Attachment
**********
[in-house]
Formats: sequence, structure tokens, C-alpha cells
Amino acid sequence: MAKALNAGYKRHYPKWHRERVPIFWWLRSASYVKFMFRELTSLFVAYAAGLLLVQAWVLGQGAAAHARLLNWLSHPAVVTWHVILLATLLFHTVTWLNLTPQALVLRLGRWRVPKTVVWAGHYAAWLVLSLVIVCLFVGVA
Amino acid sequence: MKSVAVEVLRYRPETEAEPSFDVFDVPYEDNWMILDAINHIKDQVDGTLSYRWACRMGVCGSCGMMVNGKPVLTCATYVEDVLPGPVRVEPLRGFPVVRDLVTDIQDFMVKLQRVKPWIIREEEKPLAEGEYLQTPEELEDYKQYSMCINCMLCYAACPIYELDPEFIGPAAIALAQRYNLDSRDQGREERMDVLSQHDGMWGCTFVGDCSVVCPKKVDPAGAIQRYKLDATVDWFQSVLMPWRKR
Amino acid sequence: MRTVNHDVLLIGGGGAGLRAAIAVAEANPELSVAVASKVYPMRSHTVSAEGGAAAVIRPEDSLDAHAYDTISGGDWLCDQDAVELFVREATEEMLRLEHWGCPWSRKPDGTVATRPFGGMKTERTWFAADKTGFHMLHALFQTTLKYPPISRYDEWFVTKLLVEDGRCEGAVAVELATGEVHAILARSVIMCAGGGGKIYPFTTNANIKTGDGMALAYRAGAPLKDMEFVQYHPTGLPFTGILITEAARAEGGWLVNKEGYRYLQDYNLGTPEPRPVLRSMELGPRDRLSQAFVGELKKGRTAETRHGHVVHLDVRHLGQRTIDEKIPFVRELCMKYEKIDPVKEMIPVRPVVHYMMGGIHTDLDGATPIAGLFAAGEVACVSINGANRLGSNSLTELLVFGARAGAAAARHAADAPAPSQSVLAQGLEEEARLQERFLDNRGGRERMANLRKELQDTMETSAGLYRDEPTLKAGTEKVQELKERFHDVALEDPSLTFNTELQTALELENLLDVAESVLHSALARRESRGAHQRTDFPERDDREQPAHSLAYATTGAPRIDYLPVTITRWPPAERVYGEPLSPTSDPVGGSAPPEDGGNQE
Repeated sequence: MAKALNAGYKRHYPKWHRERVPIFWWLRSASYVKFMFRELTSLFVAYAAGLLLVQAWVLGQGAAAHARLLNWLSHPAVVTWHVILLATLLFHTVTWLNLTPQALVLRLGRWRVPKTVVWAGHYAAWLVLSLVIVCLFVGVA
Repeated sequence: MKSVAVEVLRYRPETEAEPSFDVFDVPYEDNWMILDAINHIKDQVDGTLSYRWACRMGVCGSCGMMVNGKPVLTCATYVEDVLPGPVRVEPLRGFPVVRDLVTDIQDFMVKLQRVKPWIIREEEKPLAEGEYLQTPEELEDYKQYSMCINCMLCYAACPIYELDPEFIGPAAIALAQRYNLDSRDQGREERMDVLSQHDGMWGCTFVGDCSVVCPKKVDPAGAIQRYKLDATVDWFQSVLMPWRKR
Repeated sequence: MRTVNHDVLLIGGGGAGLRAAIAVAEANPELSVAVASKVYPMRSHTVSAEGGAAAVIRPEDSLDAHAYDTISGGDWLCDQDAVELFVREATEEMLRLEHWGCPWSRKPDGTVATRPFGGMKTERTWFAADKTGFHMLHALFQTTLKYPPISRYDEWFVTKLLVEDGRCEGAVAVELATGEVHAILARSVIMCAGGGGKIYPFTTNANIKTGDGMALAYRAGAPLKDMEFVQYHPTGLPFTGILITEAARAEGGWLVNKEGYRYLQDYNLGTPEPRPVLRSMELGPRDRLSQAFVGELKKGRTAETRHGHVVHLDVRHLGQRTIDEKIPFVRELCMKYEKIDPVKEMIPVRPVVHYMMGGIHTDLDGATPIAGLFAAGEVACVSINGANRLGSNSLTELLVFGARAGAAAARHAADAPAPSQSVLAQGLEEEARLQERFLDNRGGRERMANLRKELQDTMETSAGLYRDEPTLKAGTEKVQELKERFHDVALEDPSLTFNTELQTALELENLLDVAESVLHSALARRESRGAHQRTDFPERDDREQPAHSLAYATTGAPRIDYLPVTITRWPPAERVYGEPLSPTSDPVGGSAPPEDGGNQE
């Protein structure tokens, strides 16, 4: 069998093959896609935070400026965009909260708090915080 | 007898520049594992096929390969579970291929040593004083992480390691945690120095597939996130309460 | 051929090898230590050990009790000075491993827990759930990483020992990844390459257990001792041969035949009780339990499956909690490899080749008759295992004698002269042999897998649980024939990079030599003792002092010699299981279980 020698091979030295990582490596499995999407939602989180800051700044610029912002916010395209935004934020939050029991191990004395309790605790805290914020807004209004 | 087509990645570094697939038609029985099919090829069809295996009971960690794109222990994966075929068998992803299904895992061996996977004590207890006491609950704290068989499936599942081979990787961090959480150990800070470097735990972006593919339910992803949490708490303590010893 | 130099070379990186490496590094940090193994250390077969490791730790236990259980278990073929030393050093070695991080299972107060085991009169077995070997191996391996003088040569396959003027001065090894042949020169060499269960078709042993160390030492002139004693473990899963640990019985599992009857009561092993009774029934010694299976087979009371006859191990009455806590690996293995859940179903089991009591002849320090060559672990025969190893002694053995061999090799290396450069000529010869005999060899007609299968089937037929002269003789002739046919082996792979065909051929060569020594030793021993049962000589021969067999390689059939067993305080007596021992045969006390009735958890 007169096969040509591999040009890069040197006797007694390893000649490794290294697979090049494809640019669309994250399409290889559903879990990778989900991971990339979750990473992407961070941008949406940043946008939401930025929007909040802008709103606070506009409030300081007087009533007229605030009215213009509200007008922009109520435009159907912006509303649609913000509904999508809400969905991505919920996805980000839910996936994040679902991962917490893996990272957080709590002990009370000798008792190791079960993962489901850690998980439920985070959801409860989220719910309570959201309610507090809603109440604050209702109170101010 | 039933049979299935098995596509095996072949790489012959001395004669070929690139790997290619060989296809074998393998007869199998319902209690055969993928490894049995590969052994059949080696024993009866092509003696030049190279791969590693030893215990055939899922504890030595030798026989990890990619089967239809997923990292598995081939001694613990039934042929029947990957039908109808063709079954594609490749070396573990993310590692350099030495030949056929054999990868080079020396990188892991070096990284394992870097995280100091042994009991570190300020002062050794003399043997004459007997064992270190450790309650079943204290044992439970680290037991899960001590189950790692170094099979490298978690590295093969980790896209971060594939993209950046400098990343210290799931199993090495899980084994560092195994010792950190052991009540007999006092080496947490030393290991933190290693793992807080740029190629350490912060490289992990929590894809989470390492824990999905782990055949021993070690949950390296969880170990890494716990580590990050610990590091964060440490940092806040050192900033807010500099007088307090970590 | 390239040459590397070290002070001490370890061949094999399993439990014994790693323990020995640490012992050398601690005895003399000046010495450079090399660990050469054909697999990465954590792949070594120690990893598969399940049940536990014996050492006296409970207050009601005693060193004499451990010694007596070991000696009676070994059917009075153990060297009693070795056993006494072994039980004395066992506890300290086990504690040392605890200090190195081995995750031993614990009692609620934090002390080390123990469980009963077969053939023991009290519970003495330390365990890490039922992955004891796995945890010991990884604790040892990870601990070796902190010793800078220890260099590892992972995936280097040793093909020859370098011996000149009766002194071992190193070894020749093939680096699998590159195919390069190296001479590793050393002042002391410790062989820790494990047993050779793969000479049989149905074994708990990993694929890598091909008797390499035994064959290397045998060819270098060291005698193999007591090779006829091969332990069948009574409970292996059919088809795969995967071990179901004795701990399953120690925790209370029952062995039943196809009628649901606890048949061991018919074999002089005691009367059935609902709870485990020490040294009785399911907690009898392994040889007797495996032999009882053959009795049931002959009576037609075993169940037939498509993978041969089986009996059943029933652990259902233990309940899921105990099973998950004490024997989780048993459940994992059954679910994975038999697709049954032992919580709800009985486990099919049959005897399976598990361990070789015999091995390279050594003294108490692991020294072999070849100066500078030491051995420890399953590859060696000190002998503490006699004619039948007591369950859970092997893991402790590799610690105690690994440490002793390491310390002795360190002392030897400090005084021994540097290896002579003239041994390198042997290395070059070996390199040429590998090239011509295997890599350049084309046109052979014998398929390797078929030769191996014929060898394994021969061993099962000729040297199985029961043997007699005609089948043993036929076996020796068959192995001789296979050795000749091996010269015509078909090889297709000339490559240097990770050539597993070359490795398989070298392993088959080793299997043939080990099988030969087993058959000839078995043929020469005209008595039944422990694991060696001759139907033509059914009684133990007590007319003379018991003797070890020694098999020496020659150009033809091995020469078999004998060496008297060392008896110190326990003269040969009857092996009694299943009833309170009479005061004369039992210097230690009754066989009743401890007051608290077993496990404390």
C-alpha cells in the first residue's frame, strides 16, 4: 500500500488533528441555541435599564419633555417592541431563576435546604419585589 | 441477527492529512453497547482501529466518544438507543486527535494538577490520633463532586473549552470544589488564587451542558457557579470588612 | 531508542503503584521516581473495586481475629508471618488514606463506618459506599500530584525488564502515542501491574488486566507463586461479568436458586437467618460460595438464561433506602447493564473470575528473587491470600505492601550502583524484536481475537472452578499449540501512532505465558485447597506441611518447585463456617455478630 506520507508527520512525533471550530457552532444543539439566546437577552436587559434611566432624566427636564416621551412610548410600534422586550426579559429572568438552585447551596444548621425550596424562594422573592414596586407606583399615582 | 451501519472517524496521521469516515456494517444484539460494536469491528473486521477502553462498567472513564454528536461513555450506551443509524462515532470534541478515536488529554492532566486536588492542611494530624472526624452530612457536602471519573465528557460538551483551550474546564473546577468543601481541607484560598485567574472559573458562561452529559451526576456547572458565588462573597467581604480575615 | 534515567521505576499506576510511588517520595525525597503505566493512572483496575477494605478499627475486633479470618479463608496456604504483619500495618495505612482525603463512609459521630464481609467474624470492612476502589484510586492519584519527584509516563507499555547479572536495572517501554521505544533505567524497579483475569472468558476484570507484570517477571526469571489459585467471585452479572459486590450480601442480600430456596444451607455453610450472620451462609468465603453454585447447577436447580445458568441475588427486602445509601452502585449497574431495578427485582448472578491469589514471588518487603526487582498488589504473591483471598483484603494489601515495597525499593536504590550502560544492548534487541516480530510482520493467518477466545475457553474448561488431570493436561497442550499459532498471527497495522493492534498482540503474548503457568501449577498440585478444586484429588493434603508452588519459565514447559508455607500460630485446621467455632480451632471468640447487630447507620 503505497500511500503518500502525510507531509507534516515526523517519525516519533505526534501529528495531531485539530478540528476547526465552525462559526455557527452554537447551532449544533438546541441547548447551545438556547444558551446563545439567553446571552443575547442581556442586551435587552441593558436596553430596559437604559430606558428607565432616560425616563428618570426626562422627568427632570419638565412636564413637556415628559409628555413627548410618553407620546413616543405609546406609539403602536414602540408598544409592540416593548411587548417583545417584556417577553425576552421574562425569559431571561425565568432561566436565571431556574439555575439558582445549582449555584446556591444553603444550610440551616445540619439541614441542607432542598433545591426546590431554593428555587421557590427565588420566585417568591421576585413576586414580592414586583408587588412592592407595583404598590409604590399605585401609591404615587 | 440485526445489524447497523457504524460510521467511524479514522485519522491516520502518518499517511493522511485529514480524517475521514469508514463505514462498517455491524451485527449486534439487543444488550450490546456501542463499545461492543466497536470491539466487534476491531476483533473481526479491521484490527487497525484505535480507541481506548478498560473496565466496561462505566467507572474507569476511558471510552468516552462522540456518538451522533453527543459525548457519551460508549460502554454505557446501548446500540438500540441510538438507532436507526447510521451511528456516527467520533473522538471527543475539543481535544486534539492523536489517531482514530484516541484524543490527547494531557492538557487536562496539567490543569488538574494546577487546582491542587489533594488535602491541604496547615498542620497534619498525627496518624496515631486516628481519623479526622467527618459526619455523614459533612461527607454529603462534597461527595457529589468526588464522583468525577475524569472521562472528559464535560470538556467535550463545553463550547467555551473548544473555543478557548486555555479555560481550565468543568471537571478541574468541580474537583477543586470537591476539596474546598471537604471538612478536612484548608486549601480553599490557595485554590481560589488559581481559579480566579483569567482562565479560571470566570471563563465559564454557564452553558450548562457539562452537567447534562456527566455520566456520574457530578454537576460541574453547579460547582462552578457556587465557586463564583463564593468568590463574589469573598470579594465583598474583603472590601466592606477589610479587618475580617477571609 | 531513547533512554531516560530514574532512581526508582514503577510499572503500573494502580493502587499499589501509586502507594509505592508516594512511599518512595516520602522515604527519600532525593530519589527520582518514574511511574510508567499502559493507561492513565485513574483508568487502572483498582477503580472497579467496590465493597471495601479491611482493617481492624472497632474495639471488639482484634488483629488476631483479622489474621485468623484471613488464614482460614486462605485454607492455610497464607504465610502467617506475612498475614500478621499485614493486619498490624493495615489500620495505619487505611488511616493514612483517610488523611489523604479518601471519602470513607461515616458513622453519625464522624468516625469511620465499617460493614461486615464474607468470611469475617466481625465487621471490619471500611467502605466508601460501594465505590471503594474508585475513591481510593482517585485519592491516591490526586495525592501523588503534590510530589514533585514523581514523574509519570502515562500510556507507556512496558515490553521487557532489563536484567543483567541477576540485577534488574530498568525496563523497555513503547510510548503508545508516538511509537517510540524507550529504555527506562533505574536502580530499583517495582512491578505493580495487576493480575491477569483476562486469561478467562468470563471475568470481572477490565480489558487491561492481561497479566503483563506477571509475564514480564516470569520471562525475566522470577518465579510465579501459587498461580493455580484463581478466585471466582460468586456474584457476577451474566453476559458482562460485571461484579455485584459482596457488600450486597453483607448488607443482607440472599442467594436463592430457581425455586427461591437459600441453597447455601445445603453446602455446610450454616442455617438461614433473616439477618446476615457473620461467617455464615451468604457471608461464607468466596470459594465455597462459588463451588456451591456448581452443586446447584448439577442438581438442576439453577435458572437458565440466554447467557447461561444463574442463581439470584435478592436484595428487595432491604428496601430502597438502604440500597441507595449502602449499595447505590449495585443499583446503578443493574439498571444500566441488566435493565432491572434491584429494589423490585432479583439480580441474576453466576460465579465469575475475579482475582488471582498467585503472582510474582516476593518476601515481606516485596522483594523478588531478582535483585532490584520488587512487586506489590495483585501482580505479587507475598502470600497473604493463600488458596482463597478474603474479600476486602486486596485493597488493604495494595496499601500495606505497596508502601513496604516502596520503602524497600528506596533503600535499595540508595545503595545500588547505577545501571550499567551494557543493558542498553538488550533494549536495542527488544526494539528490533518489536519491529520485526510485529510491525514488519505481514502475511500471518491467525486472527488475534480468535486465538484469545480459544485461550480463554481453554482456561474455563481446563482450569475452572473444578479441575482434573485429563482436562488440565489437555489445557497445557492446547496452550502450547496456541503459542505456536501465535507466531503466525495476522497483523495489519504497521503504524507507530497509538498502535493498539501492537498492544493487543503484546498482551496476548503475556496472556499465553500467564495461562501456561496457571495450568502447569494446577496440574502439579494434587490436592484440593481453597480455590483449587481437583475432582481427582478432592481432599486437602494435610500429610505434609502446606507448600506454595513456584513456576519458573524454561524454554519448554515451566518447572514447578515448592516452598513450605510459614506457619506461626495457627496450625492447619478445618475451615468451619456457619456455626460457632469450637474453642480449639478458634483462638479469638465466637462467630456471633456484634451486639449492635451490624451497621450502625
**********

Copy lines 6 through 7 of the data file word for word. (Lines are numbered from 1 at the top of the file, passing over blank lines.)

Repeated sequence: MAKALNAGYKRHYPKWHRERVPIFWWLRSASYVKFMFRELTSLFVAYAAGLLLVQAWVLGQGAAAHARLLNWLSHPAVVTWHVILLATLLFHTVTWLNLTPQALVLRLGRWRVPKTVVWAGHYAAWLVLSLVIVCLFVGVA
Repeated sequence: MKSVAVEVLRYRPETEAEPSFDVFDVPYEDNWMILDAINHIKDQVDGTLSYRWACRMGVCGSCGMMVNGKPVLTCATYVEDVLPGPVRVEPLRGFPVVRDLVTDIQDFMVKLQRVKPWIIREEEKPLAEGEYLQTPEELEDYKQYSMCINCMLCYAACPIYELDPEFIGPAAIALAQRYNLDSRDQGREERMDVLSQHDGMWGCTFVGDCSVVCPKKVDPAGAIQRYKLDATVDWFQSVLMPWRKR